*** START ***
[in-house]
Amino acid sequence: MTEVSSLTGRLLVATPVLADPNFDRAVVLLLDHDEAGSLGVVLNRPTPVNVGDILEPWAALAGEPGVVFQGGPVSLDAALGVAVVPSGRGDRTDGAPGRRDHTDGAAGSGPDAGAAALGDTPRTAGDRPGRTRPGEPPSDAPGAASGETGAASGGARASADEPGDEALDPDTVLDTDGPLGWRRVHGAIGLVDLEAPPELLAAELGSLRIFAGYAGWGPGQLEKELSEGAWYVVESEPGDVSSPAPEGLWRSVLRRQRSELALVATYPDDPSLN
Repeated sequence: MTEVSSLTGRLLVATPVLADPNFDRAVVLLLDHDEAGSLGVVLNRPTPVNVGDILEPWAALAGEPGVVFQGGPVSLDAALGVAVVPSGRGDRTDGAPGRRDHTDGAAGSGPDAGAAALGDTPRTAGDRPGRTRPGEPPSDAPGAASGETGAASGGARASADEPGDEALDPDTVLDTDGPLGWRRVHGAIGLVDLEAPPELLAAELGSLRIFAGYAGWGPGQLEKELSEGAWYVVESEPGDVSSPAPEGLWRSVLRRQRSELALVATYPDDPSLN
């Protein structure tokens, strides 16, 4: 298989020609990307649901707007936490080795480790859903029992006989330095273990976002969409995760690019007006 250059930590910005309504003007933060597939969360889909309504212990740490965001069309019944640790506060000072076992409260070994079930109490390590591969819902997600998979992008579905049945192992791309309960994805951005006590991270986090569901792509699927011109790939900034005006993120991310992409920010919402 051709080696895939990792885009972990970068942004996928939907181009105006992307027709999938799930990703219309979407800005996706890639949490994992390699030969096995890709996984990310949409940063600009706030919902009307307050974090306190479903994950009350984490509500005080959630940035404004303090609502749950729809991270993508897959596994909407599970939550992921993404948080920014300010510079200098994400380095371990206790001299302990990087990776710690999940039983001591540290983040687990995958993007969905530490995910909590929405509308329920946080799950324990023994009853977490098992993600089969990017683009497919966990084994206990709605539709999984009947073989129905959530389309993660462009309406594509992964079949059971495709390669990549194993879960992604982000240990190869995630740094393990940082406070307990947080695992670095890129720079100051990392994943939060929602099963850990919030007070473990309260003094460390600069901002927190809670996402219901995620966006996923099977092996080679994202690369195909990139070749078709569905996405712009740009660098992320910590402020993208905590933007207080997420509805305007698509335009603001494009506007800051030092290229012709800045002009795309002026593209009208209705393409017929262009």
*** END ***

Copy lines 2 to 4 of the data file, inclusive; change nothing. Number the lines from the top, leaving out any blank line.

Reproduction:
Amino acid sequence: MTEVSSLTGRLLVATPVLADPNFDRAVVLLLDHDEAGSLGVVLNRPTPVNVGDILEPWAALAGEPGVVFQGGPVSLDAALGVAVVPSGRGDRTDGAPGRRDHTDGAAGSGPDAGAAALGDTPRTAGDRPGRTRPGEPPSDAPGAASGETGAASGGARASADEPGDEALDPDTVLDTDGPLGWRRVHGAIGLVDLEAPPELLAAELGSLRIFAGYAGWGPGQLEKELSEGAWYVVESEPGDVSSPAPEGLWRSVLRRQRSELALVATYPDDPSLN
Repeated sequence: MTEVSSLTGRLLVATPVLADPNFDRAVVLLLDHDEAGSLGVVLNRPTPVNVGDILEPWAALAGEPGVVFQGGPVSLDAALGVAVVPSGRGDRTDGAPGRRDHTDGAAGSGPDAGAAALGDTPRTAGDRPGRTRPGEPPSDAPGAASGETGAASGGARASADEPGDEALDPDTVLDTDGPLGWRRVHGAIGLVDLEAPPELLAAELGSLRIFAGYAGWGPGQLEKELSEGAWYVVESEPGDVSSPAPEGLWRSVLRRQRSELALVATYPDDPSLN
């Protein structure tokens, strides 16, 4: 298989020609990307649901707007936490080795480790859903029992006989330095273990976002969409995760690019007006 250059930590910005309504003007933060597939969360889909309504212990740490965001069309019944640790506060000072076992409260070994079930109490390590591969819902997600998979992008579905049945192992791309309960994805951005006590991270986090569901792509699927011109790939900034005006993120991310992409920010919402 051709080696895939990792885009972990970068942004996928939907181009105006992307027709999938799930990703219309979407800005996706890639949490994992390699030969096995890709996984990310949409940063600009706030919902009307307050974090306190479903994950009350984490509500005080959630940035404004303090609502749950729809991270993508897959596994909407599970939550992921993404948080920014300010510079200098994400380095371990206790001299302990990087990776710690999940039983001591540290983040687990995958993007969905530490995910909590929405509308329920946080799950324990023994009853977490098992993600089969990017683009497919966990084994206990709605539709999984009947073989129905959530389309993660462009309406594509992964079949059971495709390669990549194993879960992604982000240990190869995630740094393990940082406070307990947080695992670095890129720079100051990392994943939060929602099963850990919030007070473990309260003094460390600069901002927190809670996402219901995620966006996923099977092996080679994202690369195909990139070749078709569905996405712009740009660098992320910590402020993208905590933007207080997420509805305007698509335009603001494009506007800051030092290229012709800045002009795309002026593209009208209705393409017929262009």